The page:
If only it had been a musical cue. 

But no, this was an emotional cue manifesting in a physical symptom.

The first time it appeared was around 5:00 p.m. I had planned to cook dinner-homemade meatballs, roasted veggies, and pasta. 

All the ingredients were ready.  

Suddenly, I began to feel a little nauseous. “Hmmm, that’s weird,” I thought. I immediately began to worry about getting sick. But I hadn’t been anywhere, and it was not likely. I almost changed dinner plans to take-out.

But then, I decided to push through. We needed a home-cooked meal. It would surely make us all feel better. So, I cooked. It was yummy. I even baked cookies. When the cookies were done, I realized the nausea was gone.

The same thing happened the next day, at the same time. Curious. 

“I wonder if this is stress?” I asked myself. This time, my daughter and I took a short walk around the neighborhood. Guess what? Nausea once again disappeared.

That night, I told my husband what had happened. I also expressed that I thought it was a reaction to stress over all the changes occurring right now. He agreed. 

Somehow, just sharing how I was feeling helped.

As I thought about this more, it made sense. I may be putting on a good front, staying calm, and saying I’m not worried. But truthfully, these are unsettling times and they are affecting my emotions. This little cue was trying to get my attention. Trying to tell me it’s ok to not be ok.

The time of day also made sense. Each time I noticed this feeling, it was around 5-5:30 p.m. This is the time of day we would normally be getting home from work. Everyone would be sharing about their day, talking about what went well and what didn’t. Talking about students and what we were planning the next days, weeks, etc.  

That has all changed. We are together most of the day at home. Not knowing when we will go back to work. Worrying about our friends and family. Worrying about our students. All things that are out of our control.  

No wonder my physical cue was nausea.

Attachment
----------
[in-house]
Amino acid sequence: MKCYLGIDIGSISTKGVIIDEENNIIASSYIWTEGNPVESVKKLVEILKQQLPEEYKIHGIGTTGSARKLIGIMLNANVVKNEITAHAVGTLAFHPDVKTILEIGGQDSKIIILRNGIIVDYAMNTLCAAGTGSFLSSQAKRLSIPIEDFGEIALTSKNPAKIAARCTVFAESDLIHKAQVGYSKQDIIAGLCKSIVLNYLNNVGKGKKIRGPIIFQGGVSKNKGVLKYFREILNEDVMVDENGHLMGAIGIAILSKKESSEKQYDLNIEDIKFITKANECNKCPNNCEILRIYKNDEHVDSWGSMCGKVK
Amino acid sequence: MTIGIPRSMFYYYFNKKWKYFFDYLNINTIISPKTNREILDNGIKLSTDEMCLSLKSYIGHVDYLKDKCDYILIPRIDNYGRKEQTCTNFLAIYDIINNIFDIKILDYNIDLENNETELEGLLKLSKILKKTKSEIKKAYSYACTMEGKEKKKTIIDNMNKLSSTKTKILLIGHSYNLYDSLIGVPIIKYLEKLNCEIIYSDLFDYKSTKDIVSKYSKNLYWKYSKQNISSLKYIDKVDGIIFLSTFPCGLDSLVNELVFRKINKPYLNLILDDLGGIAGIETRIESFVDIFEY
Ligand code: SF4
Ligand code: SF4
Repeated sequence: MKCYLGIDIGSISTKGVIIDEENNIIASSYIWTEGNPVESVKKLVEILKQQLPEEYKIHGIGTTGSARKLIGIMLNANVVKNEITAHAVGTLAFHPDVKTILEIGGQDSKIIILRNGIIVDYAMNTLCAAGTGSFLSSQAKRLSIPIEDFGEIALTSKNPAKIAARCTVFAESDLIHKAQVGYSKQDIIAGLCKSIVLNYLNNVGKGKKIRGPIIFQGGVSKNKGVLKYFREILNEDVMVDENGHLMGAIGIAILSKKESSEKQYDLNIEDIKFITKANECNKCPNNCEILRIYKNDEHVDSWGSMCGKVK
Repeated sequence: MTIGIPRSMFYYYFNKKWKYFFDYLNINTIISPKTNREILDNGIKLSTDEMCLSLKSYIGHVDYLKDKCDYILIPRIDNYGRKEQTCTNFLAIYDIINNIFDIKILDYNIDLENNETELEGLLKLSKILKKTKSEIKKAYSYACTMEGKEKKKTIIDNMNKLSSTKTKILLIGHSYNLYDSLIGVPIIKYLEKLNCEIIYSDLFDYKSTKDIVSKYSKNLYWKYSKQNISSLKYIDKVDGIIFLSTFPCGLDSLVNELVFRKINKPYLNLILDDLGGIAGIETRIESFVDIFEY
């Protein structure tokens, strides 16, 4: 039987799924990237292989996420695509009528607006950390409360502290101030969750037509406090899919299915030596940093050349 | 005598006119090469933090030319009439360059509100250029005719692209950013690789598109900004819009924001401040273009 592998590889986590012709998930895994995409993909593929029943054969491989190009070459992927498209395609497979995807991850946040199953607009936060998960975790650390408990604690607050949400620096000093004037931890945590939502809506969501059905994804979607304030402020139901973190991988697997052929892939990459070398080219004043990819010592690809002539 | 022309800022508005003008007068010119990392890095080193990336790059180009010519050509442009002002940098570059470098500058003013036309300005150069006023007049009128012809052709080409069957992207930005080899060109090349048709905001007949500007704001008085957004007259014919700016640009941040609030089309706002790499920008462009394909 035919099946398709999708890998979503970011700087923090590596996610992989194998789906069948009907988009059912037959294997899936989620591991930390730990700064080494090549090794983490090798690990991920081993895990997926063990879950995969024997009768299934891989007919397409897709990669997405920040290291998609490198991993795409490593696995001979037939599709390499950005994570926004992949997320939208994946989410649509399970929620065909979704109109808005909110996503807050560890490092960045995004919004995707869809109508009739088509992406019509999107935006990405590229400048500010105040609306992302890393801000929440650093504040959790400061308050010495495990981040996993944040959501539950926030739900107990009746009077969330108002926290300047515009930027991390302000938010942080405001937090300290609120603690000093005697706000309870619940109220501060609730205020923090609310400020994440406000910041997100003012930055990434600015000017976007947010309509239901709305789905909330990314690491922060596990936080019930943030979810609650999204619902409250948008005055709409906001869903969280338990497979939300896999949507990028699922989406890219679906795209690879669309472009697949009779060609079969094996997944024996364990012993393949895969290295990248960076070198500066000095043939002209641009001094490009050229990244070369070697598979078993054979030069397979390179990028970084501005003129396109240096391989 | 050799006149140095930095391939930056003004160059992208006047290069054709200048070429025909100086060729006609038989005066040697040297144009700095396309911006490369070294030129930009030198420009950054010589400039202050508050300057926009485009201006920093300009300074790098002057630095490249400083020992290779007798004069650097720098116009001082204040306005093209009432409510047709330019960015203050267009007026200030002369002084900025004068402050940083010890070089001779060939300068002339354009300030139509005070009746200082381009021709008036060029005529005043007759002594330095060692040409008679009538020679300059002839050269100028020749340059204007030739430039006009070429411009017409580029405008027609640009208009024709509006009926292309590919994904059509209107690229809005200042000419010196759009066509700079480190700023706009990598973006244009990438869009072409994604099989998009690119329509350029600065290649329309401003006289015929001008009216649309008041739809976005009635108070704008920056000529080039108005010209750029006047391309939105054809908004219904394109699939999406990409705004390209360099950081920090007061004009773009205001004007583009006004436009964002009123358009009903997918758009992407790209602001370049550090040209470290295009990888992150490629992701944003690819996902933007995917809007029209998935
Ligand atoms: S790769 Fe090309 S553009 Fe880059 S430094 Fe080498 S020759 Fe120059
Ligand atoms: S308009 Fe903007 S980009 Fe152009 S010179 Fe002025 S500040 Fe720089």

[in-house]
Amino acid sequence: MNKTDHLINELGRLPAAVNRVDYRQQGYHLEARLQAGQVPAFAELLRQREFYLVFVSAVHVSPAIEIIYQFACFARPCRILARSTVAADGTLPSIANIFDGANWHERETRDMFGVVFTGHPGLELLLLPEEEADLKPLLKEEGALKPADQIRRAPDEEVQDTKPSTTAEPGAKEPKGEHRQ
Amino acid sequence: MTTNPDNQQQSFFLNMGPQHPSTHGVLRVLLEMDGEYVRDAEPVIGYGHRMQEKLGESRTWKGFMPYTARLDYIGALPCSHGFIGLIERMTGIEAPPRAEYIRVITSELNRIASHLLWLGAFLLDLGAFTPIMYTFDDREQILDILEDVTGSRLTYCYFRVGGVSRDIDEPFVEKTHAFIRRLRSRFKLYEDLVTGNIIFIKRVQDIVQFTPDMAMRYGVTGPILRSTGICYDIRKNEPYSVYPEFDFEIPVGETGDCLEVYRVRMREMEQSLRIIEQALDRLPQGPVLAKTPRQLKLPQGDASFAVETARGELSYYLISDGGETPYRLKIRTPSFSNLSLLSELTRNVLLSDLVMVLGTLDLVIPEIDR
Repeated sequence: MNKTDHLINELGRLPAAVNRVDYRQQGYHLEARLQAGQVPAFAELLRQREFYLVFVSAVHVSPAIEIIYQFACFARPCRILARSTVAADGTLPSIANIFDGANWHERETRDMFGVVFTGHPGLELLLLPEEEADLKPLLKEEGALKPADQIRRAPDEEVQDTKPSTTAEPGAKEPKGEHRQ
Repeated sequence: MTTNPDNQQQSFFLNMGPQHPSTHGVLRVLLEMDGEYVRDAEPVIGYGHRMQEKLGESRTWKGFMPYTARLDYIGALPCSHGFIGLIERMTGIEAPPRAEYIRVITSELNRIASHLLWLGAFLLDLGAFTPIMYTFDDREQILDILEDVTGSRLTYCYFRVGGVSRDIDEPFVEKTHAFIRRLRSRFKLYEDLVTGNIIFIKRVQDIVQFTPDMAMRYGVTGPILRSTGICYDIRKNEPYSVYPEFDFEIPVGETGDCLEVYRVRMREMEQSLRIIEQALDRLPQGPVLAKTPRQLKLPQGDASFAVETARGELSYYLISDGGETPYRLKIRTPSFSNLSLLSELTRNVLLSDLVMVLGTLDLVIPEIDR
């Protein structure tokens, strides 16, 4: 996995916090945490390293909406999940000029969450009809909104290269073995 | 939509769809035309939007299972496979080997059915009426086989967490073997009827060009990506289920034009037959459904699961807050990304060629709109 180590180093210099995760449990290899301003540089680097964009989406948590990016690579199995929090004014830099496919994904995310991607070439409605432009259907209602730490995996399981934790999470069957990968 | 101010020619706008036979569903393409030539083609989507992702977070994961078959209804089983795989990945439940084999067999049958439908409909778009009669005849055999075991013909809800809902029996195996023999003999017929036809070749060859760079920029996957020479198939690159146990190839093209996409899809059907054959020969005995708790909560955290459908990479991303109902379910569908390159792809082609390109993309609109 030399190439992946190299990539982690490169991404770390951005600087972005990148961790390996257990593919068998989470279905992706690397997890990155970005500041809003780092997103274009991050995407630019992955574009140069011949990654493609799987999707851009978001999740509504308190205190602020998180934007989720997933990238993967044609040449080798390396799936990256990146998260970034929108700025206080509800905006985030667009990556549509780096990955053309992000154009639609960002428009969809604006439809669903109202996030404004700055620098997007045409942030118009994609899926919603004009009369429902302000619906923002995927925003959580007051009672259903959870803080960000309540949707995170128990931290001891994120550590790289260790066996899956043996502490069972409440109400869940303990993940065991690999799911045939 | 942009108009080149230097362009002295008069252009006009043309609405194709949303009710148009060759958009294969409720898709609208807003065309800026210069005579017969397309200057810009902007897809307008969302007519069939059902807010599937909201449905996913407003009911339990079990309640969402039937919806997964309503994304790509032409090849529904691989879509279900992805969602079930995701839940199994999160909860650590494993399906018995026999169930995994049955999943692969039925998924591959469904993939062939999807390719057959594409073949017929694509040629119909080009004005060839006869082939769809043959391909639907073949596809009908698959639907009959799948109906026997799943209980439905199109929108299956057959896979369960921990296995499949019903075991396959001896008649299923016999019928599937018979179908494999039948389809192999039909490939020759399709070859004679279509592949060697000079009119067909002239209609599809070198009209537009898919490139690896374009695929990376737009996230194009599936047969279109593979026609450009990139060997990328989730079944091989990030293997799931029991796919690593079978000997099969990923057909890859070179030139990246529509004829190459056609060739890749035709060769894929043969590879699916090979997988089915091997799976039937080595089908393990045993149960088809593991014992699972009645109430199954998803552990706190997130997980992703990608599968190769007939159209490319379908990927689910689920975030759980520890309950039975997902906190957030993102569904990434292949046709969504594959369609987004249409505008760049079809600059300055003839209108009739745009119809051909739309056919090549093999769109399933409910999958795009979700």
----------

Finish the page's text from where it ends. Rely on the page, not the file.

The most important thing about cues? They require a response. How could I respond to this one? Well, I’ve found a few things to be helpful.   

  1. Take a walk
  2. Tell someone how I’m feeling
  3. Cook
  4. Play piano

This experience also made me think of our kiddos. How do they react to stress? What is often their first complaint? “My stomach hurts.” I guess some things never change. 😉   

Take care of yourselves, friends. Listen to your body and pay attention to your emotions. Don’t be afraid to say how you’re feeling.  ❤ 

Faces

Dear Friends,

This past week was our Spring Break from school. One whole week to relax and do whatever I wanted. Except, it really wasn’t. Yes, I was able to relax and spend time with family. But no coffee with friends, spring clothes shopping, last-minute trips out of town, etc.

I tried not to worry about establishing a new routine or what would happen in the weeks to come. But now it’s Saturday, and a new week is almost here. It is time to think ahead just a little.

This morning it hit me what I’m going to miss the most when Monday comes-faces. I see so many faces each day. Faces help us know how a person is feeling. We can see happiness, disappointment, struggle, or excitement with one single glance.

We can also receive what we need from the face of another. If I am the one showing sadness or struggling, a smile from another person is powerful. It shows that someone else sees me and recognizes how I’m feeling.

So, although I won’t see all those faces on Monday, I will be thinking about them. Those colleagues who greet me each day. The students I greet each morning as they enter the building. Those few ornery boys who still call me grandma every time they see me. My friend who sits across the table with a cup of coffee.

As I think of those faces, I will also pray. For that is one thing I can do no matter where I am or what the circumstances. These are unsettling times with many unanswered questions. But I have faith that I will see all those faces again soon-live and in person.

Until then, I remain thankful for technology and social media. And with that thought, I will share a picture of my face from this morning. Hopefully, you will see joy and contentment amid uncertainty. And be reminded that I love you.

Take care of yourselves, sweet friends.

Kelley

“I hope to see you soon, and we will talk face to face.” 3 John 1:14

The Tiniest Dachshund

Preface-This is my attempt at writing a children’s story.  Our current circumstances-illness, quarantines, social distancing-seem like the perfect time to share.  Hope you enjoy and read it to any kiddos in your life. 🙂